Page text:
“No other state allows lawyers to do this. Private lawyers are filing suits without any clients and without showing that any harm has been done,” said John H. Sullivan, director of CJAC and co-chair of the initiative campaign.

When the Trevor Law Group made headlines last year, the Legislature responded with a flurry of bills aimed at reforming 17200, all of which failed. Sullivan blamed trial lawyers for getting all but two of the bills killed in committee. Those two bills, Assembly Bill 95 by Ellen Corbett, D-San Leandro, and Senate Bill 122 by Martha Escutia, D-Norwalk, were in turn killed by heavy opposition from the California Chamber of Commerce and other business groups. The bills would have required anyone filing a suit under the provisions of 17200 to advise the target of its right to retain a lawyer. The bills also required any settlement to be reviewed by the court. Schmitz said the bills struck a balance between discouraging abuses of the law and eviscerating it.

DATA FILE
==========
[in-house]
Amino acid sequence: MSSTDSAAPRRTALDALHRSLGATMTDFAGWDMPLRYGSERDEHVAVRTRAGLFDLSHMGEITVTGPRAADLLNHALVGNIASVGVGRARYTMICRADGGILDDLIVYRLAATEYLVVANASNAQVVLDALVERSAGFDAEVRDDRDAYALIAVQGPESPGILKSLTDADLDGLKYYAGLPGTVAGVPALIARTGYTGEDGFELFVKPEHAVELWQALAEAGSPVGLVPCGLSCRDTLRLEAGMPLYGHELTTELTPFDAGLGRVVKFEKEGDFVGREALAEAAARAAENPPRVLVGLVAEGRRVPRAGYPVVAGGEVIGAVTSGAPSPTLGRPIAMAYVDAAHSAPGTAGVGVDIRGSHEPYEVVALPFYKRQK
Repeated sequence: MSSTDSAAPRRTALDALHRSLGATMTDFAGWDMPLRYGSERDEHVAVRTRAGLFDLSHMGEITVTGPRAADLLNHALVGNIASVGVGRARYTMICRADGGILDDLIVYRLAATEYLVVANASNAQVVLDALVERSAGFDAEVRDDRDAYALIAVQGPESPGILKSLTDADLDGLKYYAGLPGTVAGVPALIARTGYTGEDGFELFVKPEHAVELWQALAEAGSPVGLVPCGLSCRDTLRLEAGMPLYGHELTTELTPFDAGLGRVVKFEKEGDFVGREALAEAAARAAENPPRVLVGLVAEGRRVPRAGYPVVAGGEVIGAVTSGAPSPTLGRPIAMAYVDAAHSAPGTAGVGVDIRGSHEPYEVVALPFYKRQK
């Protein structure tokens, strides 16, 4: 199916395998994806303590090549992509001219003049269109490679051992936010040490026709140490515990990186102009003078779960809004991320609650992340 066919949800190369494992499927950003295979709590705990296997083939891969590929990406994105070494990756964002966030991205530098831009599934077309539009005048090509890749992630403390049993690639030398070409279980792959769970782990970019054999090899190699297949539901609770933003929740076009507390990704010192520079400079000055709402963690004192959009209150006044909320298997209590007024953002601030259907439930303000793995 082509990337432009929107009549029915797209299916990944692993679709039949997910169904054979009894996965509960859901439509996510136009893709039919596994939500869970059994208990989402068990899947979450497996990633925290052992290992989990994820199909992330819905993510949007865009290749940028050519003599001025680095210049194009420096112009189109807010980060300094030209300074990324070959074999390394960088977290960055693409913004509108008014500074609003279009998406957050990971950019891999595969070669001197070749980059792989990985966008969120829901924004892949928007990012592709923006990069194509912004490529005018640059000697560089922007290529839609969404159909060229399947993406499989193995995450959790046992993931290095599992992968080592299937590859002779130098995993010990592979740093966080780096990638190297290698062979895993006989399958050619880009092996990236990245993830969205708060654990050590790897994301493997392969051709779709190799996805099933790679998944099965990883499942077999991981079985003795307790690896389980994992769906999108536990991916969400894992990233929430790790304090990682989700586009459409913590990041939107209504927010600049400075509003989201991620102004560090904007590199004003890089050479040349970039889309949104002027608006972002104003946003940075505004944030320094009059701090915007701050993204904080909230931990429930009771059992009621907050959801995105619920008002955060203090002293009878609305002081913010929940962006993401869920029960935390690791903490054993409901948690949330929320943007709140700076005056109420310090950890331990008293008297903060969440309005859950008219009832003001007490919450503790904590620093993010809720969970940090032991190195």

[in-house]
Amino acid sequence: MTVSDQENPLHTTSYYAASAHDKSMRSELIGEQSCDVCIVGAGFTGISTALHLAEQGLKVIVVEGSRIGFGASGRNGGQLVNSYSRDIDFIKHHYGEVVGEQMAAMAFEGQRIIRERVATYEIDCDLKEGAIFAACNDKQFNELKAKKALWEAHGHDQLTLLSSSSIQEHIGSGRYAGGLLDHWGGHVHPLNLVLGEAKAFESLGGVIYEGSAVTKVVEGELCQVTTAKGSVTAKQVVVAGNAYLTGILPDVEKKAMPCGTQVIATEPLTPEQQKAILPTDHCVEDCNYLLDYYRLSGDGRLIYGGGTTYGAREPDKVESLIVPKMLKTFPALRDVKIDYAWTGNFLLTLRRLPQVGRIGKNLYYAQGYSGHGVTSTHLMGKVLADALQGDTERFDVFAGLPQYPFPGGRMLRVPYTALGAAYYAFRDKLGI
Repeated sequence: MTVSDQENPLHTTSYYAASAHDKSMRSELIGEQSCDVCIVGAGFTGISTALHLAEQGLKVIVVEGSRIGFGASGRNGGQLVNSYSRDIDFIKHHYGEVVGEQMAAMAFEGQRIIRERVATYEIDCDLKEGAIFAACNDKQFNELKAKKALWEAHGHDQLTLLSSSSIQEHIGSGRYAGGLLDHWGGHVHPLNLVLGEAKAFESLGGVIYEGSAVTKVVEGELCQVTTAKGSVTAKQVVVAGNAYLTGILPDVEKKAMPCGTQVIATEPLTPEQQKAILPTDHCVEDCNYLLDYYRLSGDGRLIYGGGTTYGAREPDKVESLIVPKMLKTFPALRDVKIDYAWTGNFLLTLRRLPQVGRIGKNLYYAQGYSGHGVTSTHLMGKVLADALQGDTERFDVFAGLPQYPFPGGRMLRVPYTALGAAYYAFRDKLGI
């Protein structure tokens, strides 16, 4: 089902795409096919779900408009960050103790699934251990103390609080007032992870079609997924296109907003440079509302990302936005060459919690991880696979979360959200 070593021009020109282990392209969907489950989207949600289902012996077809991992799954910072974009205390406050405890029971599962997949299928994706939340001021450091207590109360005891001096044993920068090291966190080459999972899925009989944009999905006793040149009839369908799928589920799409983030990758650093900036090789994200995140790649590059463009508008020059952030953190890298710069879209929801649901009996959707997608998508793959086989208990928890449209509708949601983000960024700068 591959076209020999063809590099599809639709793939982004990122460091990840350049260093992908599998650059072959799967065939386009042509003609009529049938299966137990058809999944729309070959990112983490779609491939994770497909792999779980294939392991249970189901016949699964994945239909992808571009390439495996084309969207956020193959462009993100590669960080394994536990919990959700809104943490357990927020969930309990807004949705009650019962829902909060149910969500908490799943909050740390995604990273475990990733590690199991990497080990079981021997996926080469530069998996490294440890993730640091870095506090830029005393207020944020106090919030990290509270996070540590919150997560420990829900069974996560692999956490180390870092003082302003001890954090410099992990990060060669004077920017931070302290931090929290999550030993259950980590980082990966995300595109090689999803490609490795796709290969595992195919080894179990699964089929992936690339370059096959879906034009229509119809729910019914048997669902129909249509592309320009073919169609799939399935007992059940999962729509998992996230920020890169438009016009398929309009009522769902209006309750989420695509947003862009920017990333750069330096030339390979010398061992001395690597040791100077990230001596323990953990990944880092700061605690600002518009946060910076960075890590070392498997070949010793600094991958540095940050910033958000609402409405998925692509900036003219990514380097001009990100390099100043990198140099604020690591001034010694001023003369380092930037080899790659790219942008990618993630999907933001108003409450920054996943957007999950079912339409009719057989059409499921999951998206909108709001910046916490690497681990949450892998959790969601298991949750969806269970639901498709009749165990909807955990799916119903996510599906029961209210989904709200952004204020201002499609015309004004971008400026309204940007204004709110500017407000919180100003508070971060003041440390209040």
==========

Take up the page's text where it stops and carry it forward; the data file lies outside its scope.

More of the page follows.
“What the Trevor group and others did was unethical, vicious and wrong,” Schmitz said, noting that many of the attorneys engaged in shakedown lawsuits have been disbarred and prosecuted by the state attorney general since then.

But Sullivan said the Corbett and Escutia bills failed because they were “handcrafted by the trial lawyers” and did little to protect small-business owners who weren’t savvy enough to fend off such predatory practices. He noted that the kinds of businesses targeted—nail salons, travel agencies and auto shops—often were owned by recent immigrants or by small-business owners without easy access to effective legal help.

“The kinds of victims you are seeing are often new to the country, or [they] don’t understand the process,” Sullivan explained.